15 MAY 1936, Page 4

THE PLIGHT OF ITALY I TALY is said to have won

the war. That is triumph- antly proclaimed in Rome and impetuously echoed by a limited company in this country. Has she ? The ultimate profit and loss account must he compiled in a more temperate atmosphere than prevailed in the Piazza Venezia at Rome on Saturday night. Italian troops are in possession of AddiS Ababa. Signor Mussolini, with the modest prece- dents of Charlemagne and Napoleon to inspire him, is said to contemplate the "coronation of King Victor Emmanuel as Emperor by the Pope. It may be so. And then ? Or, as it may more relevantly be put, And now ? In what state is Italy to face the problems that confront her ? Was last week's shouting the high-water mark ? Peace, says Signor Mussolini, has been established—but the representative of no League State except Austria, Hungary and Albania, or of the United States, was present to hear the declaration. Abyssinia has been annexed by Italy-- and inimediately on the announcement faithful France intimated that she made every kind of reservation on the subject. Baron Aloisi at Geneva on Monday protested against the presence of an Abyssinian representative at the League Council table—and forthwith the Abyssinian representative was invited to take his place there. On Tuesday, Signor Mussolini withdrew his whole delegation from Geneva. That is not an action to be deplored, whether it means Italy's resignation from the League or not. Her presence in a company of States sworn to observe the Covenant and the Kellogg Pact is grotesquely incongruous, and the question of her expulsion from the League could not long be evaded in any case.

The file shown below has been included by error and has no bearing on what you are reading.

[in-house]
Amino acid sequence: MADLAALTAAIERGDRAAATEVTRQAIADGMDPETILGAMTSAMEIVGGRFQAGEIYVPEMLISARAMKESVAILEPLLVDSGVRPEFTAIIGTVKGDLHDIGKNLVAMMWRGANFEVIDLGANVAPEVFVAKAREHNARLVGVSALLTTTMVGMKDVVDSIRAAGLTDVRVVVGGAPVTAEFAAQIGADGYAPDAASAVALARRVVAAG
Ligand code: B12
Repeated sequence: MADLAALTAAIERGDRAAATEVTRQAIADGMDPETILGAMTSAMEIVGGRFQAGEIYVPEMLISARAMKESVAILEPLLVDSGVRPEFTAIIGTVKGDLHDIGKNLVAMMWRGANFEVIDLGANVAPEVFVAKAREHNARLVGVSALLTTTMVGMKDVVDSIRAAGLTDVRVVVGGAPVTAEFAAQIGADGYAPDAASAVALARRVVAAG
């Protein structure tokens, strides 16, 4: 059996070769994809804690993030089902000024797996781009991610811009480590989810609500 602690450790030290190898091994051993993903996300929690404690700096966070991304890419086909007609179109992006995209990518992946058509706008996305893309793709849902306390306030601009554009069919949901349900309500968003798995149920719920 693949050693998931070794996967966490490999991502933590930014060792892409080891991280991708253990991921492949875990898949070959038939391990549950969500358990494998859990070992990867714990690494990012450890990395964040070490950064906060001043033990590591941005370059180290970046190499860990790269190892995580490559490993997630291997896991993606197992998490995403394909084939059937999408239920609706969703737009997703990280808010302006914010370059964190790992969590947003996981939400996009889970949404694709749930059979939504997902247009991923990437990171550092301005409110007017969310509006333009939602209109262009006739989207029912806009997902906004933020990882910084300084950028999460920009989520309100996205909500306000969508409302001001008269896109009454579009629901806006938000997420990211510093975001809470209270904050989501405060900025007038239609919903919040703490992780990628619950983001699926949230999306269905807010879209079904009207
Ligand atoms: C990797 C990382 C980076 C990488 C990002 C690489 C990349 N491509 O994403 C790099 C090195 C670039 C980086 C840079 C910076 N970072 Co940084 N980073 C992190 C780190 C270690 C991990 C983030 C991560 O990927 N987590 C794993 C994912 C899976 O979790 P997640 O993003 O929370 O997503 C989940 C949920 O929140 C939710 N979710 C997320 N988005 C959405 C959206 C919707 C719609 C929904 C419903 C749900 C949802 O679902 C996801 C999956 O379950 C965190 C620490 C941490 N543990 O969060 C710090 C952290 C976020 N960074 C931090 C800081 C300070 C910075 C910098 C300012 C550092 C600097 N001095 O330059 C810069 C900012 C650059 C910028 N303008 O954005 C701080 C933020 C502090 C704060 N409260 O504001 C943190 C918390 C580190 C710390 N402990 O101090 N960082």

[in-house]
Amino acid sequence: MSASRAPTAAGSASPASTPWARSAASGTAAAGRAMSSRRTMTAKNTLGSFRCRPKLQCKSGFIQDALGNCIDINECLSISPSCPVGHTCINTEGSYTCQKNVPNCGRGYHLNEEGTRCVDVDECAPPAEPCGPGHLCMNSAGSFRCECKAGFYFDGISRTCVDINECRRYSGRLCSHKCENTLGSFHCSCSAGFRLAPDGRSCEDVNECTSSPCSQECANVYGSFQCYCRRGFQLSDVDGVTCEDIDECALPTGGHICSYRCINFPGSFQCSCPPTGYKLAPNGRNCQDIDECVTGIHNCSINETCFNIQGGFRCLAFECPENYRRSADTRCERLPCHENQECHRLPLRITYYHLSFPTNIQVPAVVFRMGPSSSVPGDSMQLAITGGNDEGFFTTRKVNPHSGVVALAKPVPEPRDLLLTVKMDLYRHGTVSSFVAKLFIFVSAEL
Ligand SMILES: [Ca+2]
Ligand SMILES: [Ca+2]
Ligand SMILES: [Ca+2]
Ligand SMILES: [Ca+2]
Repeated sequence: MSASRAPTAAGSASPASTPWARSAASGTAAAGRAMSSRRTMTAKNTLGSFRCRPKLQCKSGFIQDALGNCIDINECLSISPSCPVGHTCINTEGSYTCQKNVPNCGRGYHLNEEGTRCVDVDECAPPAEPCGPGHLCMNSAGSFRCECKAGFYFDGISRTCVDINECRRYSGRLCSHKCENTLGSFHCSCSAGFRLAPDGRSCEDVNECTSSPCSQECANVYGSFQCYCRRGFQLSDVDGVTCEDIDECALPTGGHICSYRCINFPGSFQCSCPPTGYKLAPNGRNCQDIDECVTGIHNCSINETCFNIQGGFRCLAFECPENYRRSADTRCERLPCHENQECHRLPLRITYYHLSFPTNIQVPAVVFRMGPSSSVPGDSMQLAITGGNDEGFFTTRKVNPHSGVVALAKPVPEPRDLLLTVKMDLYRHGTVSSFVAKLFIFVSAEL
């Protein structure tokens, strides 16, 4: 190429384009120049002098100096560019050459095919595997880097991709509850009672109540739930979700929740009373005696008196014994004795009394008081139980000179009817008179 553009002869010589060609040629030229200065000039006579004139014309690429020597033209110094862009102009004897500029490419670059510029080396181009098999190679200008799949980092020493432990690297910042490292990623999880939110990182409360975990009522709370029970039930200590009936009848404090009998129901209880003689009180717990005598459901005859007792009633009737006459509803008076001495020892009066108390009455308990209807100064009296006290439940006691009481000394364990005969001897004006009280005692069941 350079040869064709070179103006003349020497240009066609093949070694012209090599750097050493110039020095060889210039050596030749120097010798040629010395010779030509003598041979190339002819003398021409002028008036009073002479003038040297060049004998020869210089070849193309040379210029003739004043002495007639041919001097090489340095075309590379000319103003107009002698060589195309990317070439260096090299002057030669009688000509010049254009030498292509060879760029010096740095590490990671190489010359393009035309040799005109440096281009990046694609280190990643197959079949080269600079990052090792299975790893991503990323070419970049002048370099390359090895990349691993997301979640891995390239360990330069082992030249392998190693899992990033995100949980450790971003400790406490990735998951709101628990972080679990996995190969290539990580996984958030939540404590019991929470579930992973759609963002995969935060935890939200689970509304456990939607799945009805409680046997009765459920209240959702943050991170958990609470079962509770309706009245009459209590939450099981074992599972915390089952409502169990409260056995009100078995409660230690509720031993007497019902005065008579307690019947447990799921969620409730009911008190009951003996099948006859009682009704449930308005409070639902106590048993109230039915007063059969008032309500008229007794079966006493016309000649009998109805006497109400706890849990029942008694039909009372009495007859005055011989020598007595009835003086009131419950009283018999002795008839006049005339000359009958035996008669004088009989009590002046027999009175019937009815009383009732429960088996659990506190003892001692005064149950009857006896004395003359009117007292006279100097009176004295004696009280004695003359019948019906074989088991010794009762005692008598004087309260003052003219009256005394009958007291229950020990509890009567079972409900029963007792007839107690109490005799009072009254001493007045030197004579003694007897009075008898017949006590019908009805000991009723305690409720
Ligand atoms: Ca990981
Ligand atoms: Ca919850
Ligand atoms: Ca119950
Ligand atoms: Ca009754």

• Now the shouting is dying down, and the prosaic business of the payment of the bill presents itself. Of Italy's financial situation nothing definite is known, for all information bearing on that is withheld. But she is believed to have lost. practically all her gold, and to have exhausted the possibility of realising her holdingS of foreign securities. The figure to which the national debt has risen since the inception of the Abyssinian campaign can only be conjectured, but it is computed in responsible quarters that the interest on it amounts to not much less than half the Budget revenue. Tourist traffic this year will suffer heavily. Peace, moreover, brings its problems no less than war. The industrial population of Italy has so far fared reasonably well, for the needs of a quarter of a million men in East Africa have kept the war industries in the widest sense booming. Now all that ends. Peace has been re-established. Most of the quarter million will soon be coming home, either to flood the labour market or to continue an unproductive life With the colours at the -public ex- pense. To what employment will the war-industry workers transfer themselves ? Not 'to any export trade, for Italy's export trade has been strangled by sanctions. An intensive production of substitute- commodities may be attempted, but at the best an insoluble employment problem is looming up. Only through an external loan can SignOr Mussolini find salvation, and there is no country in the world to which lie can turn for that. If that is the situation of which Italy has to take account, it is still more the situation of which the League of Nations has to take account. In some respects the League seems to have a humiliating failure to record. In some respects it has. It acted too slowly and with insufficient vigour ; for that our own Government must share, responsibility with the rest. Its plans have been frustrated. There was reasonable ground for belieVing that Abyssinia, even without the material support she was entitled to claini, could hold out till the rains, and sanctions would then have had another four months to exert their cumulative pressure. That was the calculation of Foreign Ministers who counted on bombing from the air but not on poison-gas. By dishonouring one more Italian signature Signor Mussolini has enabled his armies to get to Addis Ababa before the rains began. That was to open a new chapter. Peace was to be declared, the slate to be wiped clean, Italy to be aligned with " the satisfied Powers," the Stresa Front to be recon- stituted, and virtue crowned with victory would shine among the upholders of law and honour at Geneva.